phil, I'm not sure if your first comment about DIY estate planning was meant to be taken at face value or if you were kind of jesting me that maybe I *shouldn't* be trying to learn this stuff for myself... I have a few older people in my lives and I figure I'm going to have to deal with it sooner or later, the only difference is that if i'm trying to deal one of *my* parents estates in the future, i'm going to have a lot *more* emotions going on and i'd rather figure out what's going on ahead of time.

Let me rein in my wit and be perfectly clear: IMO trying to plan or administer an estate without legal counsel is a horrible idea.

Between June 2001 and May 2002 I lost both my parents and one of my closest friends. I don't recall your exact words, but in your OP you mentioned that your father just hasn't been up to dealing with this. Believe me, I can understand. Juggling three estates, one very complicated, while dealing with an enormous loss took all my strength and concentration. Trying to figure out and execute everything that had to be done by myself would have been beyond even my considerable talents.

so, if you are truly supportive of the DIY mentality (within reason - eg, doing it "right"), then please help me understand what it is i'll need to ask the lawyer to do for me.

i've had very bad experiences w/ lawyers who charge me to do their own research and end up doing it wrong.


As Ann Landers used to say, half the lawyers graduated in the bottom half of their classes. As when dealing with any professional, if you're not getting what you're paying for, the line is "Thank you for your time. I'll not be needing any more of your services."

I've yammered at people for years to get their papers in order, but, of course, I'd not done my own. After my mother's death, when I saw how relatively easy it was to take care of things because everything was in order, I got off my duff and had mine done. I spent less than $300, including funding a living trust, and I spent less than $300 in attorney's fees clearing up both my parents' estates. I consider it money well spent.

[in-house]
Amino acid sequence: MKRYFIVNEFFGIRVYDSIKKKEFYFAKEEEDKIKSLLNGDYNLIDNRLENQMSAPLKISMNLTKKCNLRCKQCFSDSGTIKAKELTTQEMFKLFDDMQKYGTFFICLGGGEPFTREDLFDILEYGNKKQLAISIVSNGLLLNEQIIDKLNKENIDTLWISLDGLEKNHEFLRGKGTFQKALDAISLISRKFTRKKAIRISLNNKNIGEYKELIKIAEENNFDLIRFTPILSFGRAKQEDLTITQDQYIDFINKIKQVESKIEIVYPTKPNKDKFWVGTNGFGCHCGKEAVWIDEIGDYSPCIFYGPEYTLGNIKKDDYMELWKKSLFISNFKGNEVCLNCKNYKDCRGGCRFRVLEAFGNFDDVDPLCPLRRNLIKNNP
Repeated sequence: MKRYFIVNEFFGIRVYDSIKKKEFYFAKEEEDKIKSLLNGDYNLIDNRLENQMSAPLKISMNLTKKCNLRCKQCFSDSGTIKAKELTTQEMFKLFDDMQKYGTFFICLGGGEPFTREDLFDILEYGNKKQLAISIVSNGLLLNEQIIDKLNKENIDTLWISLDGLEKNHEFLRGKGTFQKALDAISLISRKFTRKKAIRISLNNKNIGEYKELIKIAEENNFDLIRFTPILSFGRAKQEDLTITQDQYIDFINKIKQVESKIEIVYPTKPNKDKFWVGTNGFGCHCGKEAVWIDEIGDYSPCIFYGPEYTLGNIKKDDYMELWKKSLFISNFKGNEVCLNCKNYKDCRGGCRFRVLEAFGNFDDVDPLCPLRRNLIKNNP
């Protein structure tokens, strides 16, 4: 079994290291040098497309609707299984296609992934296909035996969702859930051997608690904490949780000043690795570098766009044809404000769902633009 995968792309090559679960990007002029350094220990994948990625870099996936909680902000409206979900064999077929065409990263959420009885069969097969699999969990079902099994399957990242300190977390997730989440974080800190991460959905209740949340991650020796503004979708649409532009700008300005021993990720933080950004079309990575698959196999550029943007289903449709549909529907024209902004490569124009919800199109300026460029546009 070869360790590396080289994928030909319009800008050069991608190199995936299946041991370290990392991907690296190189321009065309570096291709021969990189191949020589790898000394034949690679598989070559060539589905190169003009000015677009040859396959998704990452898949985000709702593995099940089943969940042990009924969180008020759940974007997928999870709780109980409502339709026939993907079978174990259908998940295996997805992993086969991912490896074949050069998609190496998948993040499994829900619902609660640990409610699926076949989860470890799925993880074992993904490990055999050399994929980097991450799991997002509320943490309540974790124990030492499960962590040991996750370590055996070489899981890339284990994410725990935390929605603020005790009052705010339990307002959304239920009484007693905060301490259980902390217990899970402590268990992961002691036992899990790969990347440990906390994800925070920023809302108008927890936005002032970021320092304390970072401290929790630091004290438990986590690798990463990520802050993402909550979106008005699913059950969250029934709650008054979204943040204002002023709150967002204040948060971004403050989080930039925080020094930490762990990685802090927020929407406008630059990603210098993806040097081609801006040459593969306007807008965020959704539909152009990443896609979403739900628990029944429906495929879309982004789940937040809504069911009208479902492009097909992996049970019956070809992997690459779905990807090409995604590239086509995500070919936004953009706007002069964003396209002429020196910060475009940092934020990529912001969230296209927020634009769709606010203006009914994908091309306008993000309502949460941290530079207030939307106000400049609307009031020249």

Phil


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Author: irasmilo Big gold star, 5000 posts Old School Fool Add to my Favorite Fools Ignore this person (you won't see their posts anymore) Number: 66283 of 121095
Subject: Re: Dying w/o a Will Date: 7/25/2003 9:44 AM
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phil,

I don't do this often, but I wish I could have given you 100 recs for this post.

Ira

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Author: edcosoft Big red star, 1000 posts Old School Fool Add to my Favorite Fools Ignore this person (you won't see their posts anymore) Number: 66285 of 121095
Subject: Re: Dying w/o a Will Date: 7/25/2003 12:52 PM
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Your question consists ONLY of transferring title of the house to your father. You divided up everything else, but you may have left a gift tax problem by giving the Life Insurance proceeds (and bank accounts?) to someone other than the named beneficiary. Your real problem is that if you don't get the title transferred now, when you sell the house the Title Company ( on behalf of the purchaser and his Mortgage Co) will demand a Probate of your grandmothers' estate, which was never done, and was a long time ago, and was contrary to her will.

So, best to do it now while you still have her death certificate, will, last electric and gas bill, credit card statement, property tax bill, 1040, etc.
The lawyer will prepare a deed and file it. The Title company will want the probate papers to prove that father is the correct title holder, and of couse he isn't because the will doesn't say that. That's no problem with waivers from the sisters, but still no Probate to prove all granny's bills and taxes were paid and there wasn't another child she disenherited or other claims on her estate, like an unpaid carpenter.